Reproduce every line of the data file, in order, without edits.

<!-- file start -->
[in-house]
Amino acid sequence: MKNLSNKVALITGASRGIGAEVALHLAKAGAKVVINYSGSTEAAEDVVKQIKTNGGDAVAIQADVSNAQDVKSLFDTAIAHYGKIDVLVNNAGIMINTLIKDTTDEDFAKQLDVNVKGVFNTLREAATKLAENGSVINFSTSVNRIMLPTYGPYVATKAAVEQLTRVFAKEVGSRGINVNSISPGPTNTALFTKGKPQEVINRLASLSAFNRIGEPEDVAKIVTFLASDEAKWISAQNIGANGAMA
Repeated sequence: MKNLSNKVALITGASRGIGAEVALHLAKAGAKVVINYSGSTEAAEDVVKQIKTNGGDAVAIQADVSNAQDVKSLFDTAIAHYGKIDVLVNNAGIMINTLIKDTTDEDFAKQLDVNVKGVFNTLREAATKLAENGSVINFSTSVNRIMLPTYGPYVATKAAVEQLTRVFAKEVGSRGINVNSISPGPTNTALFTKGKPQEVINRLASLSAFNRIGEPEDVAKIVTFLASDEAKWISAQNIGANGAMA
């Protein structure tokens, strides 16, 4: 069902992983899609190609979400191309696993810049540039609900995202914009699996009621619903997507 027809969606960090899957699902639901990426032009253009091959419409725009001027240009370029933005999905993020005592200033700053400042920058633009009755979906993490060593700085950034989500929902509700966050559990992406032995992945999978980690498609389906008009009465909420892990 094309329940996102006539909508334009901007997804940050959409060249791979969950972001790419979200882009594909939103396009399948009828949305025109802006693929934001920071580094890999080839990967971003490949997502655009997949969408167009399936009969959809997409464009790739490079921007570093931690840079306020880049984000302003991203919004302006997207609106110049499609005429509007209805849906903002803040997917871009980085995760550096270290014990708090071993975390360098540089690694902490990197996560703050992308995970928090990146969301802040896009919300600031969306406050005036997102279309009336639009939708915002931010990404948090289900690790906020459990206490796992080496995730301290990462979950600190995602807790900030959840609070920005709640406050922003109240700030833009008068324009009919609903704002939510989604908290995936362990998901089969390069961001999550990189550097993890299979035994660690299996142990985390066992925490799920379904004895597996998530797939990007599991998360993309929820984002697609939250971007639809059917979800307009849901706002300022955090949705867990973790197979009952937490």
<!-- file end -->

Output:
[in-house]
Amino acid sequence: MKNLSNKVALITGASRGIGAEVALHLAKAGAKVVINYSGSTEAAEDVVKQIKTNGGDAVAIQADVSNAQDVKSLFDTAIAHYGKIDVLVNNAGIMINTLIKDTTDEDFAKQLDVNVKGVFNTLREAATKLAENGSVINFSTSVNRIMLPTYGPYVATKAAVEQLTRVFAKEVGSRGINVNSISPGPTNTALFTKGKPQEVINRLASLSAFNRIGEPEDVAKIVTFLASDEAKWISAQNIGANGAMA
Repeated sequence: MKNLSNKVALITGASRGIGAEVALHLAKAGAKVVINYSGSTEAAEDVVKQIKTNGGDAVAIQADVSNAQDVKSLFDTAIAHYGKIDVLVNNAGIMINTLIKDTTDEDFAKQLDVNVKGVFNTLREAATKLAENGSVINFSTSVNRIMLPTYGPYVATKAAVEQLTRVFAKEVGSRGINVNSISPGPTNTALFTKGKPQEVINRLASLSAFNRIGEPEDVAKIVTFLASDEAKWISAQNIGANGAMA
């Protein structure tokens, strides 16, 4: 069902992983899609190609979400191309696993810049540039609900995202914009699996009621619903997507 027809969606960090899957699902639901990426032009253009091959419409725009001027240009370029933005999905993020005592200033700053400042920058633009009755979906993490060593700085950034989500929902509700966050559990992406032995992945999978980690498609389906008009009465909420892990 094309329940996102006539909508334009901007997804940050959409060249791979969950972001790419979200882009594909939103396009399948009828949305025109802006693929934001920071580094890999080839990967971003490949997502655009997949969408167009399936009969959809997409464009790739490079921007570093931690840079306020880049984000302003991203919004302006997207609106110049499609005429509007209805849906903002803040997917871009980085995760550096270290014990708090071993975390360098540089690694902490990197996560703050992308995970928090990146969301802040896009919300600031969306406050005036997102279309009336639009939708915002931010990404948090289900690790906020459990206490796992080496995730301290990462979950600190995602807790900030959840609070920005709640406050922003109240700030833009008068324009009919609903704002939510989604908290995936362990998901089969390069961001999550990189550097993890299979035994660690299996142990985390066992925490799920379904004895597996998530797939990007599991998360993309929820984002697609939250971007639809059917979800307009849901706002300022955090949705867990973790197979009952937490």